How to Make Your Medical Practice More Accessible to People with Disabilities (PDF)Or HTML version:
- Making your medical office more accessible to people with mobility disabilities - includes information about tax incentives for adjustable-height exam tables, accessible scales and facility improvements
- Ways to improve access for people who have sensory (vision and hearing) disabilities
- Notes on disability etiquette
Health Care Access for People with IDD and Brain InjuriesThe RTC/IL collaborated with the Disability Rights Center of Kansas to learn about the health care experiences of Kansans with intellectual and developmental disabilities (IDD) and those with brain injuries. The following two reports provide recommendations on how to improve programs, policies and practices to improve access to health care for people with these specific disabilities.
- Improving Access to Health Care for Kansans with Brain Injuries (PDF)
- Improving Access to Health Care for Kansans with Intellectual and Developmental Disabilities (PDF)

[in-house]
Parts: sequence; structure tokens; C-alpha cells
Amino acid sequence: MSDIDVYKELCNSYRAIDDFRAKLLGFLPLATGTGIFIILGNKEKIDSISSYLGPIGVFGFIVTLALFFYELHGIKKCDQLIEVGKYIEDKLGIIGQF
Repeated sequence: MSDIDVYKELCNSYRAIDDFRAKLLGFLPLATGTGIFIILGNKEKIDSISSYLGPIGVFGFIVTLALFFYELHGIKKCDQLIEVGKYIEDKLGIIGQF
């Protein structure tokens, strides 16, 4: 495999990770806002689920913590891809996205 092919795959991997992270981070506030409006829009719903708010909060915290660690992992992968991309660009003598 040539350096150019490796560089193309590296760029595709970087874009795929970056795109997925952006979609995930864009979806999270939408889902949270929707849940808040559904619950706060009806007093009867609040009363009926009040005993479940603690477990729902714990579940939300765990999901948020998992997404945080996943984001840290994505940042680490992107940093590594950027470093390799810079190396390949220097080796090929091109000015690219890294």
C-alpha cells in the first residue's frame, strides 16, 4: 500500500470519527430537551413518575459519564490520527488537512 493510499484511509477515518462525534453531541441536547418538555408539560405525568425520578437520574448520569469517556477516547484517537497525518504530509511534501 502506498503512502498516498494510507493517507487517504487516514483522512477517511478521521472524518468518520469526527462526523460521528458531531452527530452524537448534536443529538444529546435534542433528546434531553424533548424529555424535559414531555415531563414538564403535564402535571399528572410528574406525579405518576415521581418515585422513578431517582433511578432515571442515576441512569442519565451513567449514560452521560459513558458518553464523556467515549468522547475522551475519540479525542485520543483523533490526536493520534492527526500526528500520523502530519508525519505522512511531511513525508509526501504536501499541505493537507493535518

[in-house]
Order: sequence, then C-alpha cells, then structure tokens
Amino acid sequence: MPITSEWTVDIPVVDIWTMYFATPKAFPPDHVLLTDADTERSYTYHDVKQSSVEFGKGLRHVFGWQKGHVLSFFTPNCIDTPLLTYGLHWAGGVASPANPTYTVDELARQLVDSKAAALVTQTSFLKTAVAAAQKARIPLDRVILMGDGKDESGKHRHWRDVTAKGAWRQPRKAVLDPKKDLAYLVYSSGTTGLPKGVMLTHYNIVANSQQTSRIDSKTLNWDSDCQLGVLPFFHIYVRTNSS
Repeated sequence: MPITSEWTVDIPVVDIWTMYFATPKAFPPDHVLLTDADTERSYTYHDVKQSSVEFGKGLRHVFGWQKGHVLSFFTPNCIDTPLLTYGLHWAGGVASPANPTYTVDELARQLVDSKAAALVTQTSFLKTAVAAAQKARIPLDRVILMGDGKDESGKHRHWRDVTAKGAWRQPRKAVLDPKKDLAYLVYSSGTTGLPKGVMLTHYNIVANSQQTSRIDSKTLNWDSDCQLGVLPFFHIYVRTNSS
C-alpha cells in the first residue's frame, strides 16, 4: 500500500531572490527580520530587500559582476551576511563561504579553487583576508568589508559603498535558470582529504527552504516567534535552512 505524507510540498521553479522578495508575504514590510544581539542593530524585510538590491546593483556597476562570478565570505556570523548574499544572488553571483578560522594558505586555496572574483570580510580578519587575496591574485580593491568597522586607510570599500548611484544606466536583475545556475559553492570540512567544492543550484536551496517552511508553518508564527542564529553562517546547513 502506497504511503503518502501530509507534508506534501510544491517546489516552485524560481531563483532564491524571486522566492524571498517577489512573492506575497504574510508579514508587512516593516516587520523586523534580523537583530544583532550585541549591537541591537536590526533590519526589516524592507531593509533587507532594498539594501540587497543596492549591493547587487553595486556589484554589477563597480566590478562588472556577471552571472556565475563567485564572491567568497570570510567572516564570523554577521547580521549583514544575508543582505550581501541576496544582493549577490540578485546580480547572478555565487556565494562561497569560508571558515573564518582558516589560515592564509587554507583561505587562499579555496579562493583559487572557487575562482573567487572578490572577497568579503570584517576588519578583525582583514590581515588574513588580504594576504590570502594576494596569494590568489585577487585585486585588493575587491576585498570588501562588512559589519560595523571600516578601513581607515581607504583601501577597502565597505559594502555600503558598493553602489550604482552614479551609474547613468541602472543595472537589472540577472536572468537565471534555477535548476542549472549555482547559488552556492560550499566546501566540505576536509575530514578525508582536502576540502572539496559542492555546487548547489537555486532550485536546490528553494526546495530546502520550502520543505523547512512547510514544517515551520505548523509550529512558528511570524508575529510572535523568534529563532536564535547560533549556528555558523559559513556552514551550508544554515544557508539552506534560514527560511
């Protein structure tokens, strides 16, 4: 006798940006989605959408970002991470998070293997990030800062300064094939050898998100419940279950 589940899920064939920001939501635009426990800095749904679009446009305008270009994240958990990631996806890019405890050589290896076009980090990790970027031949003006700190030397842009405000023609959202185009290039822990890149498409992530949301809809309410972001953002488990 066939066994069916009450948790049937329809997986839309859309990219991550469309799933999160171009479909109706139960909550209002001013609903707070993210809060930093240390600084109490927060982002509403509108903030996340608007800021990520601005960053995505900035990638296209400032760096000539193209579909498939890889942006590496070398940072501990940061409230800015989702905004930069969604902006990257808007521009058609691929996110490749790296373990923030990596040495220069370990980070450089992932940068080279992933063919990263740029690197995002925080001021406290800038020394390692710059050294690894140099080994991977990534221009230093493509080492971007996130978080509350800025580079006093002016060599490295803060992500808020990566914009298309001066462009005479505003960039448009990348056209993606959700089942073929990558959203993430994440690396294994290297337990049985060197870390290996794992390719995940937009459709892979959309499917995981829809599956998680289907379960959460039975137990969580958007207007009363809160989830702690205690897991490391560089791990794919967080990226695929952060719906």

Removing Barriers to Health Care: A Guide for Health Professionals (from the Center for Universal Design)
Includes recommended Universal Design features, selected Americans with Disabilities Act requirements for health care providers and communication tips for specific disabilities.
This has valuable, detailed information for women with a range of disabilities. Though published in 1982, the information remains pertinent.
The OHCUP: Outpatient Health Care Usability Profile, A Tool to Improve Outpatient Access
Is your medical office fully accessible? The OHCUP is an easy-to-use checklist that is less complex than ADA guidelines.
Our researchers developed this tool to help medical offices and clinics improve their accessibility as part of the Community Engagement Evaluation Project.